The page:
Thirdly, Although the road system has improved significantly since Spain joined the European Union and the motorways would probably be the envy of most drivers that travel up and down the UK (especially the M25) there are still plenty of examples of bad planning. If you live on the popular and busy coastal resorts on the Costa Blanca or Costa del Sol, rapid expansion and thirst for profit often overlooked the necessary thought for appropriate slip roads.
The result is many urbanisations and even towns have poor or dare I say it dangerous access to the main dual carriageways or motorways, often with little or no slip road. This means that trying to look left over your shoulder across a passenger seat, whilst wearing your seatbelt, at traffic hurtling at more than one hundred kilometres per hour becomes more than just a challenge. You might be sat stationery trying to judge when is a good moment to enter the flow from a speed of zero while other vehicles, including speeding forty-tonne trucks, whizz by.
Another thing to consider, are car parks. If you are going shopping or visiting your partner in hospital following an unpleasant shopping trip to buy a loaf of bread (see above) then you need to consider the inconvenience of car park ticket machines. You pull up snuggly next to the machine and you can see the flashing button that says “pulsar”. You can see it of course out of the passenger window. If you have someone with you it isn’t too much of a problem. Press the electric window button and ask them to press the ticket machine button and extract the ticket.
However, if you frequently travel on your own it means undoing your seatbelt, leaning across the passenger seat and stretching out of the passenger side window to remove the ticket. This of course has to repeated after paying for the time you have parked and leaving the car park.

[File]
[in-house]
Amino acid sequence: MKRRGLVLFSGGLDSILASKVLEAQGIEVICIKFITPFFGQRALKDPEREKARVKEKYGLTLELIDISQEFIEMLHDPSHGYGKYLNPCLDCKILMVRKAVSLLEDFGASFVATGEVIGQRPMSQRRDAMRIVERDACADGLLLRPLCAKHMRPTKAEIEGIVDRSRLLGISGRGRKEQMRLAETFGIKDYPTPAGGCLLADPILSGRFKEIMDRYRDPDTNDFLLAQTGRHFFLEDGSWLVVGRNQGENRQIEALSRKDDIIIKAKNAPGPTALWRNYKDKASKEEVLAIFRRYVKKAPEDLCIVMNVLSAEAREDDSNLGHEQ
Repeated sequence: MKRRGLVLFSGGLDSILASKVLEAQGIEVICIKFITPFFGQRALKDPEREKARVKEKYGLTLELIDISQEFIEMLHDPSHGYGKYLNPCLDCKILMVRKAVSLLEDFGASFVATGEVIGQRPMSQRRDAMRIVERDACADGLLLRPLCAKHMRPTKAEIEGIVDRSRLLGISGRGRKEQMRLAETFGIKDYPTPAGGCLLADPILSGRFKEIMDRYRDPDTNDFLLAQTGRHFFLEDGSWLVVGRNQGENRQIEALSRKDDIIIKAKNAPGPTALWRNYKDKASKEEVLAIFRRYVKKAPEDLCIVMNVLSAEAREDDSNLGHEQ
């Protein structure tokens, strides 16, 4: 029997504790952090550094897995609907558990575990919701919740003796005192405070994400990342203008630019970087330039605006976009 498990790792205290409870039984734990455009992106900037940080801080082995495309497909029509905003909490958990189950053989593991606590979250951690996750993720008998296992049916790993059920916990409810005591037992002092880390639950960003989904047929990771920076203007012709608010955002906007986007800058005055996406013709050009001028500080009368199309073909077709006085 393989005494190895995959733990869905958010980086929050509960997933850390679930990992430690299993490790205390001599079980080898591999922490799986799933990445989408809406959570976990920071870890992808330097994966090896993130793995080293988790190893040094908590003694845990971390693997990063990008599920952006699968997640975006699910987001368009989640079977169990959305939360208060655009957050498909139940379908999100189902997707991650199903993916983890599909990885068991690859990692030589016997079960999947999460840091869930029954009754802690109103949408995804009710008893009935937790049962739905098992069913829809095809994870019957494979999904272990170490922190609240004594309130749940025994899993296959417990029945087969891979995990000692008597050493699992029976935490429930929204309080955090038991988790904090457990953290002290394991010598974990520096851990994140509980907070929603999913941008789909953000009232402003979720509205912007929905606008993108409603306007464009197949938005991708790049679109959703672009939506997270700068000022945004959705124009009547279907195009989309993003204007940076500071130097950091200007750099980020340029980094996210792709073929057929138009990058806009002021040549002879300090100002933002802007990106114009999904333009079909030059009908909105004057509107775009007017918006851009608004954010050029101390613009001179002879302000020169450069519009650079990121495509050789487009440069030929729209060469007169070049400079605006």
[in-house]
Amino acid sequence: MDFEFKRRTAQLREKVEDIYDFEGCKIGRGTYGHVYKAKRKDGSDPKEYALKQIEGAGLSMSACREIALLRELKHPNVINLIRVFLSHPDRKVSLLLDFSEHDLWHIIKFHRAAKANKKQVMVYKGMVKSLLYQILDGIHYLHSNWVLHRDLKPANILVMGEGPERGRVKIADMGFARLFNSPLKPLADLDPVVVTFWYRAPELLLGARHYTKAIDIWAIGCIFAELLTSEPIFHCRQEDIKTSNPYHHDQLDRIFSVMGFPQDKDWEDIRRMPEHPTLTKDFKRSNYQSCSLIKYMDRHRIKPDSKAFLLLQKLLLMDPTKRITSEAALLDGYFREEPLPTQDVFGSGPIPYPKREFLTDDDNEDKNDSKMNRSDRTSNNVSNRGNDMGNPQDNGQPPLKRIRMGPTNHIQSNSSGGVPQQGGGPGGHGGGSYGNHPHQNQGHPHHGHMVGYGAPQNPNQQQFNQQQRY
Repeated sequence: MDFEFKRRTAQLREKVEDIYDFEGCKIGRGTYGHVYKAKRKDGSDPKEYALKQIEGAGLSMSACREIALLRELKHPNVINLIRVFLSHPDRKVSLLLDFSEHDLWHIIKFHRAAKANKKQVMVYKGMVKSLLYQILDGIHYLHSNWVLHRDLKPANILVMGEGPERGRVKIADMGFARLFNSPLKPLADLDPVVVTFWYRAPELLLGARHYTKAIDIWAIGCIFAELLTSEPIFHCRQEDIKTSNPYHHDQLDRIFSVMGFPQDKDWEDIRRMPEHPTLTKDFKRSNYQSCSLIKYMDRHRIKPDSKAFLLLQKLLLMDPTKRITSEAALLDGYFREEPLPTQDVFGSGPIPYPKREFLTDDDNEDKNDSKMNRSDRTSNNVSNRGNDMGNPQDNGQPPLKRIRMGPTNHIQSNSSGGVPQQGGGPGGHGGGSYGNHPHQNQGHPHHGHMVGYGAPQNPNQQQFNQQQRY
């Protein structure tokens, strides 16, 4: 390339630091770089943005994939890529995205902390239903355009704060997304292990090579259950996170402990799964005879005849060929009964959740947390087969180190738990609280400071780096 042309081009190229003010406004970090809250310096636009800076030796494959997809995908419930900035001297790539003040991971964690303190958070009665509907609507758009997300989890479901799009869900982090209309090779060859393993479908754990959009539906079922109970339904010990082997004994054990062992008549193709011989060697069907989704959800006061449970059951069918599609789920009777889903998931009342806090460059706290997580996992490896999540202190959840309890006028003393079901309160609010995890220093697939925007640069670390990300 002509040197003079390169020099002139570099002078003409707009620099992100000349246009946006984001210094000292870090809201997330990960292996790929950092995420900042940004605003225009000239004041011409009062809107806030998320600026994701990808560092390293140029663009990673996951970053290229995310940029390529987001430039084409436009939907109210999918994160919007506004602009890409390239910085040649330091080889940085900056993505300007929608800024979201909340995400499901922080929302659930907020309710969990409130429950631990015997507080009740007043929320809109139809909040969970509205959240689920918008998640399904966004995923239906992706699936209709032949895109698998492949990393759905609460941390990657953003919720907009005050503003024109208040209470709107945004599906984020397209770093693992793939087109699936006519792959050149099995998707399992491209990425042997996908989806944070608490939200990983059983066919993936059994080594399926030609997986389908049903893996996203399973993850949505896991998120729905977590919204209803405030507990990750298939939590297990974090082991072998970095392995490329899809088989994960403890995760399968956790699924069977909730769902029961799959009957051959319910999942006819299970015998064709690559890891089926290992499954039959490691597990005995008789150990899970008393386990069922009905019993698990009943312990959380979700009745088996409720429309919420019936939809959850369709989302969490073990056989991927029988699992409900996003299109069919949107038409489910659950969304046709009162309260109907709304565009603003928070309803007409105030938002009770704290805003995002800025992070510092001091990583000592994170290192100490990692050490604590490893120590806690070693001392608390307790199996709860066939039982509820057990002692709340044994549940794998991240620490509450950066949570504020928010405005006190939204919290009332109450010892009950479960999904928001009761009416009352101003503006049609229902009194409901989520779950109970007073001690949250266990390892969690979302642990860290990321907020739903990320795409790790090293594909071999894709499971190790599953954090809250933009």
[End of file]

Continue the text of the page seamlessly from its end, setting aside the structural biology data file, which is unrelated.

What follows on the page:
People who live in Spain, generally, pay less attention to the condition of their car. You will see a lot of cars with dents and scratches, especially on each corner. Bumpers seem to be used by some road users as a parking aid rather than protection in case of a small error of judgement. You will definitely see some cars for sale that make you say involuntarily, “How much!”
However, you didn’t move to Spain because you thought your car would be in better condition than elsewhere, or cheaper. You probably moved to Spain for a lifestyle change. Well this is one of them!
One final but very important point. If you continue to keep a car on UK plates you are obliged to have an up-to-date MOT certificate and current road tax. Without them you may find you don’t have valid insurance. If you are now living in Spain, you should of course be in the process of transferring from UK plates to Spanish. If not, then you will need to take the vehicle back to the UK annually for an MOT (an ITV is not valid) and you will also need to produce some documentary proof of your insurance the get your UK road tax.
Unless you have a classic car, or one you just can’t bear to be without, then take your right-hand drive car back to the UK, sell it for a fair price and buy an expensive left-hand drive Spanish car which will eventually make your life that much easier you will begin to forget how costly it was.